Radhika Nagpal, Hemant Kanakia, Implementing Browsing Operations in MPEG, in Proceedings of the 7th International Workshop on Packet Video, Australia, March 1995.

Radhika Nagpal, Implementing Single-cycle Store Instructions in Write-through, Write-back and Set-associative Caches, AT&T Technical Memo, 1127-950117-01TM, 1994.

(These papers and more are available from the Amorphous Computing publications list)

Some Talks

Research Brief, Radcliffe Workshop on Macroprogramming, June, 2004.

"Amorphous Computing: pattern-formation in silico", plenary talk at First meeting on Synthetic Biology, 2004.

Emergence != Mysterious, Dangerous Ideas Seminar Series, MIT Artificial Intelligence Lab, April 2002.

PhD Thesis Defense talk (html)

Other Activities

ACM Transactions on Autonomous and Adaptive Systems (TAAS), Editorial Board.

ACM Transactions on Autonomous and Adaptive Systems (TAAS) is a venue for high quality research contributions addressing foundational, engineering, and technological aspects of complex computing systems exhibiting autonomous and adaptive behavior. TAAS encourages contributions advancing the state of the art in the understanding, development, and control of such systems. TAAS domains of interest include: complexity and emergence in software systems, self-ware, autonomic computing and communication, multi-agent systems, peer-to-peer systems, biologically and socially inspired computing, swarm intelligence, pervasive and mobile computing, evolutionary computing.

Workshop on Engineering Self-organizing Applications (ESOA)
at the Autonomous Agents and Multiagent Systems Conference (AAMAS), July 19-23, New York, 2004.

Self-organising behaviour is often the result of the execution of a number of individual application components that locally interact with each other aiming to achieve their local goals, for example systems that are based on agents or distributed objects. The main characteristic of such systems is their ability to achieve complex collective tasks with relatively simple individual behaviours, without central or hierarchical control. A major open issue is therefore how to engineer desirable emergent behaviour in self-organising applications and how to avoid undesirable one given the requirements and the application environment. Engineers often take inspiration from the real world, for example from biology, chemistry, sociology and the physical world. For example, typical examples are systems that reproduce socially-based insect behaviour, such as ants-based systems, artificial life, or robots. Although the results achieved so far are promising, further work is required until the problem is sufficiently addressed. This workshop will focus on interaction mechanisms and middleware technology specifically supporting self-organisation, as well as on techniques for design, test and verification that enable the establishment of local behaviours, such as interactions and tasks, in anticipation of a desired high-level goal. Organizers: Giovanna Di Marzo, Anthony Karageorgos, Sven Brueckner, Radhika Nagpal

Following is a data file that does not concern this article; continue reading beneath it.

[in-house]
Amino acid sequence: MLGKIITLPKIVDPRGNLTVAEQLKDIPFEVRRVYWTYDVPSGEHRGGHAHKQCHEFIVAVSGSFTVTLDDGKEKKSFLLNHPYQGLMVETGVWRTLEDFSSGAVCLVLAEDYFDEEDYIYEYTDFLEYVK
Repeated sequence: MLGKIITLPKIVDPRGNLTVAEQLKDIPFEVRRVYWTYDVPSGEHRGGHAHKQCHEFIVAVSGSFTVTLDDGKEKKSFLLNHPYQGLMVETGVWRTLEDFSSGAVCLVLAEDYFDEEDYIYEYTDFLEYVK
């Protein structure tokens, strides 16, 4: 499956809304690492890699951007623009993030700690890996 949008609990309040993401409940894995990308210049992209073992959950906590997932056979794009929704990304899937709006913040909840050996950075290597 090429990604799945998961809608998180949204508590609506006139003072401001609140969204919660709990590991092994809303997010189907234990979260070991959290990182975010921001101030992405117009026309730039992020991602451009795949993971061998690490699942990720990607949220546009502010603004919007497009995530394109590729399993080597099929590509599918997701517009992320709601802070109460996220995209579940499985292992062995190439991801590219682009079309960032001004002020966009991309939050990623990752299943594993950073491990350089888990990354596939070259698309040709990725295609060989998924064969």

Synthetic Biology 1.0: First International Meeting on Synthetic Biology
at Massachusetts Institute of Technology, Cambridge MA, June 10-12, 2004.

Harvard | DEAS